20:01 “I wrote it because I think I know what people go through and I wanted to sort out their issues and help them be more successful.”
21:06 “I wanted to break it down for people what the important parts of the book were.”
21:18 “I do believe that action is really the key to success.”
21:42 Why doing something every day for a whole year brings about change.
21:53 Focus on self-change first, then focus on changing your people.
22:01 “In order for our companies to grow, we have to grow.”
22:39 The questions and issues that entrepreneurs and founders often overlook.
22:58 “Sometimes you find that they’re disciplined in their work but their not disciplined in their personal lives.”
23:49 The importance of managing the minutes.
24:27 “I’ve learned the hard way of having to scale up.”
27:01 What a bad experience with an experienced toy consultant taught Power about coaching.
28:00 “Founders and entrepreneurs, they typically have a vision for how they want to do something.”
28:48 “When you run a company the size of our first company, you are the leader and your influence where that company goes.”
29:54 “One of the things that I see is that people feel somewhat embarrassed that they’re seeking advice, that they’re seeking help.”
31:08 Why it’s important to hire a coach that you actually like.
32:12 “First and foremost make a professional mission statement.”
32:56 “Success ultimately boils down to a couple of things. It boils down to your habits, your discipline, and your ability to figure out what’s important.”
Rhett Power co-founded Wild Creations in 2007 and quickly built the startup toy company into the 2010 Fastest Growing Business in South Carolina. Wild Creations was named a Blue Ribbon Top 75 US Company by the US Chamber of Commerce and named as one of Inc. Magazine’s 500 Fastest Growing US Companies two years in a row. He and his team have won over 40 national awards for their innovative toys. He was a finalist for Ernst and Young’s Entrepreneur of the Year award in 2011 and was nominated again in 2012. He was recently named as one of the world’s top 100 business bloggers in 2015.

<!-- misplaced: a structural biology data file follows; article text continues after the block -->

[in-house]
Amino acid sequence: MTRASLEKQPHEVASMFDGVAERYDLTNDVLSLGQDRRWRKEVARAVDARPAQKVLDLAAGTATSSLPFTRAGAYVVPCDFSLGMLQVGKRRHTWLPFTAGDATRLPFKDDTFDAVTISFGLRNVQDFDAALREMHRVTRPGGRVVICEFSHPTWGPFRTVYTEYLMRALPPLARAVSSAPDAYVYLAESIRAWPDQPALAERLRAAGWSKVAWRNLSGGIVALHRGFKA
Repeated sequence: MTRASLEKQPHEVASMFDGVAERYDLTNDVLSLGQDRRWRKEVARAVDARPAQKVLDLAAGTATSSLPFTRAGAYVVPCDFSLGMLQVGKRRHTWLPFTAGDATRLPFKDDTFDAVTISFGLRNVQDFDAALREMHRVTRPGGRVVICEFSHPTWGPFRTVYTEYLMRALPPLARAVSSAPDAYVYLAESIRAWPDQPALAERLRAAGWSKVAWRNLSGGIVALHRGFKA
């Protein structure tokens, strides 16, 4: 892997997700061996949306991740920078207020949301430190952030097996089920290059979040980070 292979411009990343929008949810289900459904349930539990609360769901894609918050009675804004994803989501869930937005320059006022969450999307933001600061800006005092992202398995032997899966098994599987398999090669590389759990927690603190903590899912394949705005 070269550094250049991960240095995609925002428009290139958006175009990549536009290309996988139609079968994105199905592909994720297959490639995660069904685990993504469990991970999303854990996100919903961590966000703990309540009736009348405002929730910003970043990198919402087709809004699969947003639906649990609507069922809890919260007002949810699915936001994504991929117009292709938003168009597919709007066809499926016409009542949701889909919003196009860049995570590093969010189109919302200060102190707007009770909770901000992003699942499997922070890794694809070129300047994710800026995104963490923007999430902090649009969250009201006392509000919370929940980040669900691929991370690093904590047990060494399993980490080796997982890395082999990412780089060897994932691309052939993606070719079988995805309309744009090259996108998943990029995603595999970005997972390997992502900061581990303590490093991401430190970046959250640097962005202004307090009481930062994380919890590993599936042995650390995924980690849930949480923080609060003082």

Prior to founding Wild Creations, Rhett worked as an economic and small business development consultant for the United States Agency for International Development (USAID), serving 7 years in the former Soviet Republics of Central Asia. Prior to that, he was Director of National Service Programs for Habitat for Humanity, which included being Habitat’s chief liaison with for The White House, Congress, and the Corporation for National Service.
A member of the United States Department of State’s International Speakers Program, Rhett travels the globe speaking about entrepreneurship, leadership, and management alongside the likes of Gates Foundation CEO Sue Desmond-Hellmann, AOL Founder Steve Case, and President Barack Obama. He has written for the Huffington Post, Time, and The Wall Street Journal and is a regular columnist for Inc., Success Magazine, and Business Insider.
He served in the US Peace Corps and is a graduate of the University of South Carolina. His second book on entrepreneurship will be published in early 2017 by McGraw Hill. He now has a rapidly growing coaching and consulting practice based in Washington DC and Charleston, South Carolina.
For more information, visit Rhett Power ‘s website.
Contact Info for Rhett Power
Travels from: Washington, DC